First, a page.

- Dhiratara, A., Yang, J., Bozzon, A., & Houben, G. J. (2016). Social media data analytics for tourism: a preliminary study. The Delft University of Technology.
- Einav, L. (2014). The data revolution and economic analysis. Stanford University and NBER.
- Fedak, V. (2018, February 10). Big data: what is Web scraping and how to use it. Toward data science. https://towardsdatascience.com/big-data-what-is-Web-scraping-and-how-to-use-it-74e7e8b58fd6. (Archived by the Internet Archive at https://bit.ly/3caWyxm)
- Indonesia. Ministry of Tourism Indonesia. (2018). Tourism foreign exchange ranking. Ministry of Tourism Indonesia.
- Indonesia. Statutes. (1997). Law of the Republic of Indonesia number 16 of 1997 on statistics. Republic of Indonesia State Gazette 39, 22-43. http://unstats.un.org/unsd/vitalstatkb/Attachment568.aspx?AttachmentType=1
- Jaro, M. A. (1995). Advances in record-linkage methodology as applied to the 1985 census of Tampa, Florida. Journal of the American Statistical Association, 84(406), 414–420.
- Li, J., Lizhi, X., Tang, L., Wang, S., & Li, L. (2018). Big data in tourism research: a literature review. Tourism Management, 8, 301–323.
- Mahto, D. K., & Singh, L. (2016). A dive into Web scraper world. In Proceedings International Conference on Computing for Sustainable Global Development (INDIACom), New Delhi, India, 16-18 March, 2016. (pp. 689-693). IEEE.
- Narendra, A. P. (2015). Data besar, data analisis: dan pengembangan kompetensi pustakawan [Big data, data analyst, and improving the competence of librarians]. Record and Library Journal, 1(2), 83-93.
- Nielsen, J. (2020, January 19). Site map usability. Nielsen Norman Group https://www.nngroup.com/articles/site-map-usability/. (Archived by the Internet Archive at https://bit.ly/35BsCJs)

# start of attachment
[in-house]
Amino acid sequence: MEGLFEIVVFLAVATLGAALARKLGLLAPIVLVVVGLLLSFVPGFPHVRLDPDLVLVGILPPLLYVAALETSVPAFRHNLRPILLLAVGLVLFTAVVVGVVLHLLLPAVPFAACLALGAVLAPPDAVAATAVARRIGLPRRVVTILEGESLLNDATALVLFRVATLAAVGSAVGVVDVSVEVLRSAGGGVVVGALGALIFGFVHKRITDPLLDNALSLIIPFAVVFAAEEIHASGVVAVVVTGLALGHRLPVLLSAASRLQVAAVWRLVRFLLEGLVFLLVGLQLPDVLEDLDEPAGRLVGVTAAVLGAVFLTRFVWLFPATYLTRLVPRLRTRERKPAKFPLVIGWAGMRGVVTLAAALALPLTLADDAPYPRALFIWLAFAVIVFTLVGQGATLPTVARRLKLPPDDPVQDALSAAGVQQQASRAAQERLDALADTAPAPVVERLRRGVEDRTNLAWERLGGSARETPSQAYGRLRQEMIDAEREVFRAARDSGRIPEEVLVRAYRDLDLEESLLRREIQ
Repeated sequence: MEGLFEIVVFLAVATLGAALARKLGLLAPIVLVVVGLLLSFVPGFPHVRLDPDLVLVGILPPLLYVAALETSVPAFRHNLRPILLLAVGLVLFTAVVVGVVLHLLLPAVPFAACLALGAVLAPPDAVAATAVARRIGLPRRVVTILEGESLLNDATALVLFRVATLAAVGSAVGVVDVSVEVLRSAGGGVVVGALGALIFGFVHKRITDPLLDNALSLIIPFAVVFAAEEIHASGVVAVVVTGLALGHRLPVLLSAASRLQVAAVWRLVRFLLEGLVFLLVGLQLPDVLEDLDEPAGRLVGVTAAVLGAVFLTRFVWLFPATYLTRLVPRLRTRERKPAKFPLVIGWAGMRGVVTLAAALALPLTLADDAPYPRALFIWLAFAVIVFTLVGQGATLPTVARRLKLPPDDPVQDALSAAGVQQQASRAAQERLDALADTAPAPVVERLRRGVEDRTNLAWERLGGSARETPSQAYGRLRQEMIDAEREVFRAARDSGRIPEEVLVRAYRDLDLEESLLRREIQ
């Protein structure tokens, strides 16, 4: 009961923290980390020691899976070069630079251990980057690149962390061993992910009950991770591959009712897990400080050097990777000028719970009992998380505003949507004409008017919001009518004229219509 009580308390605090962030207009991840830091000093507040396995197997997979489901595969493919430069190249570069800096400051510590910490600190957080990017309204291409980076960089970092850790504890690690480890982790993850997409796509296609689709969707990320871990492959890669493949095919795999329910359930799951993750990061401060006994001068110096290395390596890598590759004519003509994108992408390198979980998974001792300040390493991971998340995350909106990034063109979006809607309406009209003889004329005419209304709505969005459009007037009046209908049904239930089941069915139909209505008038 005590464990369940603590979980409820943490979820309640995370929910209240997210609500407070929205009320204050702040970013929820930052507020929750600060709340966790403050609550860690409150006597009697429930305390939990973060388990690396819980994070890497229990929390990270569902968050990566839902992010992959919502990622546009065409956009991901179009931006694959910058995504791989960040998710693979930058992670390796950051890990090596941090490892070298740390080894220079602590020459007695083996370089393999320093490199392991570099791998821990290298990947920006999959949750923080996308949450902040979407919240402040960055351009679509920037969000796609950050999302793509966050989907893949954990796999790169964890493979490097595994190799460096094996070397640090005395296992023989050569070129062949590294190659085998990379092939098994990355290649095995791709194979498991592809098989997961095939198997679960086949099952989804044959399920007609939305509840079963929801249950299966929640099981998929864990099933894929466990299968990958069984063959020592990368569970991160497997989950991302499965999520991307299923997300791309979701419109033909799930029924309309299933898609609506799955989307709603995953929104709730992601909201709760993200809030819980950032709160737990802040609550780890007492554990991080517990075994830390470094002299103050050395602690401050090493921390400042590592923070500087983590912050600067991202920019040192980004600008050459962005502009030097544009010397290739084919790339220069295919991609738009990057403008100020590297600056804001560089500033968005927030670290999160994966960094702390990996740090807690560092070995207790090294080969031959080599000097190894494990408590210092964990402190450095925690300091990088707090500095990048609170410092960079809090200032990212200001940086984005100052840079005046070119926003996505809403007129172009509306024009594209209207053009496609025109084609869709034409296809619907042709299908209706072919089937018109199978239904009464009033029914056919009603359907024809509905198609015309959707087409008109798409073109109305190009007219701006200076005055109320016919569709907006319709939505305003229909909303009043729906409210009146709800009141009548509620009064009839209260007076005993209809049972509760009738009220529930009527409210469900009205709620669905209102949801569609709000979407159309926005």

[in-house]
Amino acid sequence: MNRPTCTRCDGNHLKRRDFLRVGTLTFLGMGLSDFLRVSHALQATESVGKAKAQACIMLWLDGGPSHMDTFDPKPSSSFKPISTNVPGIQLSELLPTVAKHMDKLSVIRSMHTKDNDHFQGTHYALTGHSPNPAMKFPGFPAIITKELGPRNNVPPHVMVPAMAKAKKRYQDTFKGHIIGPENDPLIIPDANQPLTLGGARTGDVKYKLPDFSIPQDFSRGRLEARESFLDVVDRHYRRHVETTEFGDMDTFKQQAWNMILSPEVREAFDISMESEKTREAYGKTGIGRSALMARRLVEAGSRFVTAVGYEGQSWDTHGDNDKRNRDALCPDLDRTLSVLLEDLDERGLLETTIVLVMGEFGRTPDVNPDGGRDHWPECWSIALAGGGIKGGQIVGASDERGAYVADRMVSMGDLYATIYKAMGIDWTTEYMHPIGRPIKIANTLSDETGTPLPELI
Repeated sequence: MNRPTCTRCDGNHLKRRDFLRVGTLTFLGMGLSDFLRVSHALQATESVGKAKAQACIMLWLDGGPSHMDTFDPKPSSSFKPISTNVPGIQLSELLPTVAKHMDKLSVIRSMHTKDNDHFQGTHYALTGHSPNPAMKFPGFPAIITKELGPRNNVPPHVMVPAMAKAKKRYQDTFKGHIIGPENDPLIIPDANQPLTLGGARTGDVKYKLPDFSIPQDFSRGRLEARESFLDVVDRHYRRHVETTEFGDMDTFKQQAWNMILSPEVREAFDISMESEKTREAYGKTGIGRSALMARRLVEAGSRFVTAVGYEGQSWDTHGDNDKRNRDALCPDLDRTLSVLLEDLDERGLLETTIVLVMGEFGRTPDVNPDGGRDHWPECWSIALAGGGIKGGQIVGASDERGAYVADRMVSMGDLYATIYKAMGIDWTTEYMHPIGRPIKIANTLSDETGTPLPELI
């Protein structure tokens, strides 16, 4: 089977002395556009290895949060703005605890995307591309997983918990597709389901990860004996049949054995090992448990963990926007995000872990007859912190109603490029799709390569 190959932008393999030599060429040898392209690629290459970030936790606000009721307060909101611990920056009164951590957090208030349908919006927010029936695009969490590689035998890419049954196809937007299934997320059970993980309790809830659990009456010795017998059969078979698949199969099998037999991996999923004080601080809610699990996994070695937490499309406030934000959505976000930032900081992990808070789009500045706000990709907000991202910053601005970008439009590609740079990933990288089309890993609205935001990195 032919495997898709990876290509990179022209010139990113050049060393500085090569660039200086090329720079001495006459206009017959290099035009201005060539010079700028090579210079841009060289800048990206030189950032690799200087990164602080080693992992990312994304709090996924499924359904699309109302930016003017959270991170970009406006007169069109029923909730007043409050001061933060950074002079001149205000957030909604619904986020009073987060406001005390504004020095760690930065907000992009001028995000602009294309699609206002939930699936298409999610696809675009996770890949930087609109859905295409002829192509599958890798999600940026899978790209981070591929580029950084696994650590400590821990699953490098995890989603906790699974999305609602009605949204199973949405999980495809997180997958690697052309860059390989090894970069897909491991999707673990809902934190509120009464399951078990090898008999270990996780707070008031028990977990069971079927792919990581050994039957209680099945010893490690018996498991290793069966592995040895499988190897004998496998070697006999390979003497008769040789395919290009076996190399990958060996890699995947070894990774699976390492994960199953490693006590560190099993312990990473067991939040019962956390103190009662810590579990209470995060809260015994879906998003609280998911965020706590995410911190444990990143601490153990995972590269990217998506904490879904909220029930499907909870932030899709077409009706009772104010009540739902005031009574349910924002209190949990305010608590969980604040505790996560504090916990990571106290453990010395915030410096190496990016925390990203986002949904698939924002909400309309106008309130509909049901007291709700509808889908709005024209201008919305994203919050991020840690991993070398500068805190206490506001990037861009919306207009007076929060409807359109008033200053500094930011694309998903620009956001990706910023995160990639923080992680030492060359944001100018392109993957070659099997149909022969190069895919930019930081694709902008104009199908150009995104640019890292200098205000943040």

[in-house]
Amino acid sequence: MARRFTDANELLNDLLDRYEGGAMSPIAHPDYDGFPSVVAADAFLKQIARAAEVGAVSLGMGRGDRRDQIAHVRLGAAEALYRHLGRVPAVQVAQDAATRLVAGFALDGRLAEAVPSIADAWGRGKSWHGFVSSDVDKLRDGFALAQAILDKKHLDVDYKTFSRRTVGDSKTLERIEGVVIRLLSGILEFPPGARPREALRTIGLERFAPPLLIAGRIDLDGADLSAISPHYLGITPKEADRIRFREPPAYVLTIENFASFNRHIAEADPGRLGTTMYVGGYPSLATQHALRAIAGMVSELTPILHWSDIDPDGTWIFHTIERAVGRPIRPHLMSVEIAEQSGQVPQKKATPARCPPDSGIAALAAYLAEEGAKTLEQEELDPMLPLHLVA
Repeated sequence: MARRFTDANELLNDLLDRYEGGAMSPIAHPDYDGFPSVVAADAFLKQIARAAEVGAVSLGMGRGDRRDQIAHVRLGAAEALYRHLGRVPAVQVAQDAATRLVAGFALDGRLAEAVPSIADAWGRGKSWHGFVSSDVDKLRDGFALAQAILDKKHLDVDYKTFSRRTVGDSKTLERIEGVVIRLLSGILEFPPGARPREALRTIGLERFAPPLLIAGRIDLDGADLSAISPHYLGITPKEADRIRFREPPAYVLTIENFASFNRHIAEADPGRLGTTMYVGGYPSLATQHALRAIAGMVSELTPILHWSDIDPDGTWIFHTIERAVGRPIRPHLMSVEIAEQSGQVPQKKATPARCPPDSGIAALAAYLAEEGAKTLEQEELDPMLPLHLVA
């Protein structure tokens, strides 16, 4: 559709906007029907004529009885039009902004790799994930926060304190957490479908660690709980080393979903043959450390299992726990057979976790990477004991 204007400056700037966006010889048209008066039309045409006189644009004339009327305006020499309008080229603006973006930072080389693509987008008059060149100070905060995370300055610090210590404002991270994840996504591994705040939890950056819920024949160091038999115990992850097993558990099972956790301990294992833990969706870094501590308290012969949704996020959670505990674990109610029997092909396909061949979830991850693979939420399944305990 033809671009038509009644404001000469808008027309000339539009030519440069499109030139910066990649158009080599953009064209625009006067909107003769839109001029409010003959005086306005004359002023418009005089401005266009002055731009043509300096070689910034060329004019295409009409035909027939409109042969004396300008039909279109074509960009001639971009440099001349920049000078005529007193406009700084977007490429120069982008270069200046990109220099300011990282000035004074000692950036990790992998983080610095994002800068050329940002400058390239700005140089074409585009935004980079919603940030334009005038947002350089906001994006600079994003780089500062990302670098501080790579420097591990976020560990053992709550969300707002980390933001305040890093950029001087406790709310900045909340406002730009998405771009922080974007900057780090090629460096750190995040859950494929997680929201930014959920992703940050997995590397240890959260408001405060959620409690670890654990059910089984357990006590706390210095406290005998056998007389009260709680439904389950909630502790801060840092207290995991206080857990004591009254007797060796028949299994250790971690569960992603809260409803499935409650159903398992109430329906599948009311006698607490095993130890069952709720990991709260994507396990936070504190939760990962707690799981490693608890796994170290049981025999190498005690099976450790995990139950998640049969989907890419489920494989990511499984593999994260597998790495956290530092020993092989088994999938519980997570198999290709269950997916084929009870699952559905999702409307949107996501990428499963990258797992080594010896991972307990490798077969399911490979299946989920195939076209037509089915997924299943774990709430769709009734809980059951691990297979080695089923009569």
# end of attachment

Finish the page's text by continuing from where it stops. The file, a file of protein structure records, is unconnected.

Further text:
- Oliveira, R.A. de & Baracho, R.M.A. (2018). The development of tourism indicators through the use of social media data: the case of Minas Gerais, Brazil. Information Research, 23(4), paper 805. Retrieved from http://www.informationr.net /ir/23-4/paper805.html (Archived by WebCite® at http://www.Webcitation.org/74Lke0fOq)
- Pramana, S., Yuniarto, B., Kurniawan, R., Yordani, R., Lee, J., Amin, I., Satyaning P.P.N. L, Riyadi. Y., Hasyyati A.N., & Indriani, R. (2017). Big data for government policy: potential implementations of big data for official statistics in Indonesia. In 2017 International Workshop on Big Data and Information Security (IWBIS), Jakarta, 2017, (pp. 17-21). IEEE. https://doi.org/10.1109/IWBIS.2017.8275097.
- Putra, A. P., & Wulandari, H. (2018). Using big data for accommodation statistics: a new challenge in producing tourism statistics. In Asia–Pacific Economic Statistics Week 2018: closing the gaps in economic statistics for sustainable development, Bangkok, 7-11 May, 2018 (pp. 3-19). United Nations Economic and Social Commission for Asia and the Pacific. https://drive.google.com/drive/folders/1_KgI7QI5Cx6HWdSLdy2zjbxXVAppnL4C
- Richardson, R. (2019, December 24). Beautiful Soup 4.4.0 documentation. Python Software Foundation. https://www.crummy.com/software/BeautifulSoup/bs4. (Archived by the Internet Archive at https://bit.ly/3kf2yIa)
- Stantic, B., & Pokorny, J. (2014) Opportunities in big data management and processing. In H.-M. Haav, A. Kalja and T. Robal (Eds.), Databases and information systems VIII (pp. 15-26). IOS Press. (Frontiers in artificial intelligence and applications, 270). https://doi.org/10.3233/978-1-61499-458-9-15
- Statistics Indonesia. (2015). Statistik Indonesia 2015. (Statistical yearbook of Indonesia 2015). https://bit.ly/32Cl8U2 (Archived by the Internet Archive at https://bit.ly/36prhnU)
- Statistics Indonesia. (2018). Statistik Indonesia 2018. (Statistical Yearbook of Indonesia 2018). https://bit.ly/38Cmbar (Archived by the Internet Archive at https://bit.ly/36o7cyh)
- Statistics Indonesia. (2019). Tingkat Penghunian Kamar (TPK) Hotel. (Hotel room occupancy rate). https://sirusa.bps.go.id/sirusa/index.php/indikator/60 (Archived by the Internet Archive at https://bit.ly/35jkc8U)
- Winkler, W. E. (1990). String comparator metrics and enhanced decision rules in the Fellegi-Sunter model of record linkage. In Proceedings of the Section on Survey Research Methods: Papers Presented at the Annual Meeting of the American Statistical Association, Anaheim, California, August 6-9, 1990 (pp. 354-359). American Statistical Association. https://files.eric.ed.gov/fulltext/ED325505.pdf